It must be all the tattoo parlors. Or the microbreweries.
Something has made Tacoma the sixth hippest city in America.
That’s according to movehub.com, an online company that “helps you make informed decisions about where to move around the world.”
The company released its U.S. Hipster Index last month, but social media just became aware of it.
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The index uses five data points to gauge hipsterness: the number of microbreweries, thrift stores, vegan restaurants and tattoo studios per 100,000 city residents, and rent inflation in the last year.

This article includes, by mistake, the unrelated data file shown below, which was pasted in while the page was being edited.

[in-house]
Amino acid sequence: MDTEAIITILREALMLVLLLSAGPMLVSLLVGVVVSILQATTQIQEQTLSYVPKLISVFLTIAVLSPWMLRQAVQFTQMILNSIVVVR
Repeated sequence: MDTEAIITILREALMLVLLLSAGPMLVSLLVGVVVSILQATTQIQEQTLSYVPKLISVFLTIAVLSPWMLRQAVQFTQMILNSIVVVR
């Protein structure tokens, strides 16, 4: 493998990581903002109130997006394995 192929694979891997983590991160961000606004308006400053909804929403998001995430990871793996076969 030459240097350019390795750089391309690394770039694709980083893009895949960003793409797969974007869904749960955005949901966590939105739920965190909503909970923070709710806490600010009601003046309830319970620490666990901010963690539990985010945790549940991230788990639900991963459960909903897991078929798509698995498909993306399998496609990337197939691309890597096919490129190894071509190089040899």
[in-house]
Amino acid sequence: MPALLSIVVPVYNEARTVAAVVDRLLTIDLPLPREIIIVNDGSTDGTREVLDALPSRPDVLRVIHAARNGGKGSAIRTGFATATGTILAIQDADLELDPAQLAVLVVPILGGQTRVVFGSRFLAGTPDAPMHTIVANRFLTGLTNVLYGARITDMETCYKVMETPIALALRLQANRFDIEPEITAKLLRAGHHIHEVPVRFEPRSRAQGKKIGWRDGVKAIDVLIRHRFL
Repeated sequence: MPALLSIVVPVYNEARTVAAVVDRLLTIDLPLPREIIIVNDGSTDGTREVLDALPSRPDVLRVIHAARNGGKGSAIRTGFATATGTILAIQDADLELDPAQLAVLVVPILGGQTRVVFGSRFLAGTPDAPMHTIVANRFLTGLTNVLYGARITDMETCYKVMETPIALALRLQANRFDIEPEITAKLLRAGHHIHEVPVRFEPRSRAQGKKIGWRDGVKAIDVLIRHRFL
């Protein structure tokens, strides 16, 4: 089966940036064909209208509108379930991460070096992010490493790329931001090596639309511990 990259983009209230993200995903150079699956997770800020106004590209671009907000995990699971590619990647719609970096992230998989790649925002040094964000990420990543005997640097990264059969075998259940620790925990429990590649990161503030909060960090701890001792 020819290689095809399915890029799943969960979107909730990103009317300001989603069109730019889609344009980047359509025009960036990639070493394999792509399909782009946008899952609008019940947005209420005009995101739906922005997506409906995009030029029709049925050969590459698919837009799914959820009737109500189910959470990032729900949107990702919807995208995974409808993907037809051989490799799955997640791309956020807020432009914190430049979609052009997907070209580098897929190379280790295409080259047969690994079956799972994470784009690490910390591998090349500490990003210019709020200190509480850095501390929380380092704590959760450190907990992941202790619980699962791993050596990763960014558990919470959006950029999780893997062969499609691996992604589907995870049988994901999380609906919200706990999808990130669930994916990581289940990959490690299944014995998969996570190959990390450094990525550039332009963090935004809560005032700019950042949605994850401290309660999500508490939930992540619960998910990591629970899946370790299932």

The number one hippest city in the U.S.? Our neighbor to the south, Vancouver.
Arch Tacoma rival Spokane ranked seven. Should we be proud or ashamed?
We’re not sure.
For many, hipster is a dirty word. It implies affectation, a preoccupation with what’s in and what’s out, style over substance.
“What is a hipster?” Movehub asks on its site. It answers: “In brief, hipsters are a subculture of 20- to 30-somethings who position themselves as non-mainstream pioneers; free-thinkers and non-conformist conformists.”
Nowhere does it mention man buns or Bettie Page bangs.
If you know who Bettie Page is, you’re too old to be a hipster. But if you look like her, congrats, you’re a hipster.
Tricky, isn’t it?
We certainly dress the part in Tacoma. But those trendy secondhand clothes we wear? We bought them new 10 years ago at Ross.